The revamped and reinvented 1996 Olympics exhibit is scheduled to open Sept. 18 at the Atlanta History Center.
“Atlanta ’96: Shaping an Olympic and Paralympic City” is a 2,600-square-foot exhibit featuring hundreds of artifacts and images about the city’s unlikely successful bid for the 100th Olympics and the mega-event’s impact on the metro area.
Like the original exhibit that opened in 2006, it will include historic sporting moments, medals, torches and the terrorist bombing that marred the event as recently depicted in the controversial movie “Richard Jewell.” But, coming in an era when the Olympics is under renewed scrutiny for expense, displacement of residents and other effects, the new exhibit also will look at how the Games changed life here and will include local protest movements.
“The exhibition examines the long-term impact of the ’96 Games on Atlanta with thoughts about how all of us can have an impact on our community,” said Sheffield Hale, the History Center’s president and CEO, in a press release. “We tried to break out of the typical sports exhibition format that looks exclusively at the events and medals and look at what the Games meant to the city before, during, and after.”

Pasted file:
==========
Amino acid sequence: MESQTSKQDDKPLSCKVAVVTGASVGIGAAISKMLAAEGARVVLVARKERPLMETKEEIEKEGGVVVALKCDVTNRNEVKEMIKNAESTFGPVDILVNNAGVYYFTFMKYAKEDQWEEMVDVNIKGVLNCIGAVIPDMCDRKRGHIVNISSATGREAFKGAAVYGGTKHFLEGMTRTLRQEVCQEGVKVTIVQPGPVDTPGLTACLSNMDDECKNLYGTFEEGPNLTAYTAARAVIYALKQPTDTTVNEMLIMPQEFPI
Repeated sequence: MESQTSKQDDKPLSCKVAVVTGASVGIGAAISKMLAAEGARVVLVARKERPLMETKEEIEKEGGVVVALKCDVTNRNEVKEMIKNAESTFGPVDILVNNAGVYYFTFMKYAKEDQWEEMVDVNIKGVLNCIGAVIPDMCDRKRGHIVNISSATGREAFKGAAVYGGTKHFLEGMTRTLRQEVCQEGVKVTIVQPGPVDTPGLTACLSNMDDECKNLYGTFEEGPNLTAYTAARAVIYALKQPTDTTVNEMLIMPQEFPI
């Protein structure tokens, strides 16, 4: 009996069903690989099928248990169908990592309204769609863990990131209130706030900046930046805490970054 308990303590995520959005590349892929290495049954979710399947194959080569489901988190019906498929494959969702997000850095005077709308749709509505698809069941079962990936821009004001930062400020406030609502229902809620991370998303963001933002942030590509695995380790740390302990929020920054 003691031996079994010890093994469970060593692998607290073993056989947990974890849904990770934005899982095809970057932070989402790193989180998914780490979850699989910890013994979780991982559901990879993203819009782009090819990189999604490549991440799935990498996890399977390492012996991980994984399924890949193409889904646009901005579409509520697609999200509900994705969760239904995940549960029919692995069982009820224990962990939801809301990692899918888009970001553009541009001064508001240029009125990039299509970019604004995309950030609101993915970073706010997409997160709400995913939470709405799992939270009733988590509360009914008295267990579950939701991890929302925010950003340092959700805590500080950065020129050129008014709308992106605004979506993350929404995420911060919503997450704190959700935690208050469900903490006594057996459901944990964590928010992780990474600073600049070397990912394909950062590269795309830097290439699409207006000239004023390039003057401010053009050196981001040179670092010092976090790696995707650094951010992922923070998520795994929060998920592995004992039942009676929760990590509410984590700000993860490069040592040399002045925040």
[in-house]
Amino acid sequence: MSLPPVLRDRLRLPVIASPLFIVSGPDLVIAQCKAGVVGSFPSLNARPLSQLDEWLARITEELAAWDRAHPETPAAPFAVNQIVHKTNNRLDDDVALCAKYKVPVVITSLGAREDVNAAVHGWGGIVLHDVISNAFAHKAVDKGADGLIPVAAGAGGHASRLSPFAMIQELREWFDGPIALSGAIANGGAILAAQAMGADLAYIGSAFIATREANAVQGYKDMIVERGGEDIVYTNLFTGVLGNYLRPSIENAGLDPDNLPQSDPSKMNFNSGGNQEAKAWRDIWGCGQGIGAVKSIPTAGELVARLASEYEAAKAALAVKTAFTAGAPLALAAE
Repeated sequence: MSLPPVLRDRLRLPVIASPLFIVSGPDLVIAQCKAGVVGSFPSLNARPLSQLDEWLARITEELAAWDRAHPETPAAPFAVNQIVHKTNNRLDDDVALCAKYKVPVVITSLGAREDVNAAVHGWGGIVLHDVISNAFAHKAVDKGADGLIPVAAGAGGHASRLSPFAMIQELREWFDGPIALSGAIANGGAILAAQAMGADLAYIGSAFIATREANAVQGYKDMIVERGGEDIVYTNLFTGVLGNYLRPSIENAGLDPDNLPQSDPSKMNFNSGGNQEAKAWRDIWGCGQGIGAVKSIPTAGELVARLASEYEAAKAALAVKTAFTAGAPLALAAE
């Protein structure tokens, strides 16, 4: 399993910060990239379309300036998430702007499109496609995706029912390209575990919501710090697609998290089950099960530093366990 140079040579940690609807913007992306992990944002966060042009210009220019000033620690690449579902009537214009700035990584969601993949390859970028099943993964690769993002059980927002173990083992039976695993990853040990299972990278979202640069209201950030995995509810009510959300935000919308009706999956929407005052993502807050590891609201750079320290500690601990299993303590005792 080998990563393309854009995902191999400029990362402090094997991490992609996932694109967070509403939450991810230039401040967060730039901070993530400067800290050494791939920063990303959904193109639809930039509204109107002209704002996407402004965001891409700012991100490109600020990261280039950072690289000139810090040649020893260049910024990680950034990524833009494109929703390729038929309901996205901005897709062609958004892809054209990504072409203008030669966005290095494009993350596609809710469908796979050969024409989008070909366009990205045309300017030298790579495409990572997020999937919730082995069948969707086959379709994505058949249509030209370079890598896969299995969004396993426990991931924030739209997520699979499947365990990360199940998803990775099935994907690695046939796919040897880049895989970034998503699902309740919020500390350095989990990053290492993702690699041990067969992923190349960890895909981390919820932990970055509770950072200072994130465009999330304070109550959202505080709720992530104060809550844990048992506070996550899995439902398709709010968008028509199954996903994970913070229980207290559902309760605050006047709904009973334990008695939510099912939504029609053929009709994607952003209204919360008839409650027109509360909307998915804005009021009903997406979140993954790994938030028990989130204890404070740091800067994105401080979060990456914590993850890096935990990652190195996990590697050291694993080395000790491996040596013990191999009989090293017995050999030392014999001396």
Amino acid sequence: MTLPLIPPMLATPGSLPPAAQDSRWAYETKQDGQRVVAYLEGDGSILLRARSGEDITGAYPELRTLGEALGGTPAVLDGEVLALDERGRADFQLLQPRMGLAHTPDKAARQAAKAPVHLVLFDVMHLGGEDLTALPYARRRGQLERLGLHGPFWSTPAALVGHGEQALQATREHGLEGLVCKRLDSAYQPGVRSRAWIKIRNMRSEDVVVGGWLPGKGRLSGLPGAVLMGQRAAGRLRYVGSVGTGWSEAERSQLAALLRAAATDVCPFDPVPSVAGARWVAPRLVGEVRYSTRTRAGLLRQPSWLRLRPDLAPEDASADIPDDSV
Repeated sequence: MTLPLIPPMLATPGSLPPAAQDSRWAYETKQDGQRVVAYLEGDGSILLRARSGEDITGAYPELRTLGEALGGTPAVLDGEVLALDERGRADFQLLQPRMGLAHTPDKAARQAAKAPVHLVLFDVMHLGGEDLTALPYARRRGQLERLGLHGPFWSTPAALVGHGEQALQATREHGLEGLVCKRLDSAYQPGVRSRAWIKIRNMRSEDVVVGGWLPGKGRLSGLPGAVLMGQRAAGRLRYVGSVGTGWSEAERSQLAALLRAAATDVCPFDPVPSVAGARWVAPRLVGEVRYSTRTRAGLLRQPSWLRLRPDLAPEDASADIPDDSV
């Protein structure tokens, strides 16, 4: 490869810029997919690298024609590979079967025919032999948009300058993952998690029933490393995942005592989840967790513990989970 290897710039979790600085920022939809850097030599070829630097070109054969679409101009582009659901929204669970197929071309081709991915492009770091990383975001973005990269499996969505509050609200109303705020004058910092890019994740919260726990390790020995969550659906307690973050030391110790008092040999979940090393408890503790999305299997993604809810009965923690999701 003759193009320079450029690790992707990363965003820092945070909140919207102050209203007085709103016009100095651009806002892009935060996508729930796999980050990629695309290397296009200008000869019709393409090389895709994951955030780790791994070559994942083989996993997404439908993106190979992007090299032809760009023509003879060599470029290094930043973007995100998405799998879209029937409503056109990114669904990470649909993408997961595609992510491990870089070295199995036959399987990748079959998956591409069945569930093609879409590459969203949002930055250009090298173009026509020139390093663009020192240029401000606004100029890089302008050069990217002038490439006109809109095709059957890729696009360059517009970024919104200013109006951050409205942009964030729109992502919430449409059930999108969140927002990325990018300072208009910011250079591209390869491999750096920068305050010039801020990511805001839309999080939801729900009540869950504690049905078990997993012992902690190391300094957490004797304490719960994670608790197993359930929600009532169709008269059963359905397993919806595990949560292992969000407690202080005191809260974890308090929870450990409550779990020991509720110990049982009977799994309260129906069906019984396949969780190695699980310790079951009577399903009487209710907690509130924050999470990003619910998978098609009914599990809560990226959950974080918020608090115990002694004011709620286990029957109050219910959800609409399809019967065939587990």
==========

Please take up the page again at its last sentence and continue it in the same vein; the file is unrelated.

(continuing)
“The exhibition explores the legacy of the 1996 Olympic and Paralympic Games, asking what the Games mean to us today and using the Games as a study to think about how we can change the places in which we live,” says the press release. “The Games mean something different to everyone whose lives were affected, including individuals involved in preparations, people living near venues, activists, competitors and fans.”
“Atlanta ’96” was intended to open in July to coincide with the 2020 Tokyo Olympics, but this year’s edition was postponed by the COVID-19 pandemic, as was the exhibit. The Sept. 18 date coincides with the 30th anniversary of the International Olympic Committee announcing that Atlanta was awarded the Games.
The History Center is located at 130 West Paces Ferry Road in Buckhead. As of late August, it was operating under pandemic restrictions, including timed ticketing, limited attendance and required mask-wearing. The pandemic conditions mean that some interactive elements of the Olympics exhibit will be suspended for now, according to History Center spokesperson Claire Haley. A substantial online version of the exhibit is planned for a revamped version of the History Center’s website, which likely will go online about two weeks later, Haley said.
For tickets and updated visiting information, see atlantahistorycenter.com.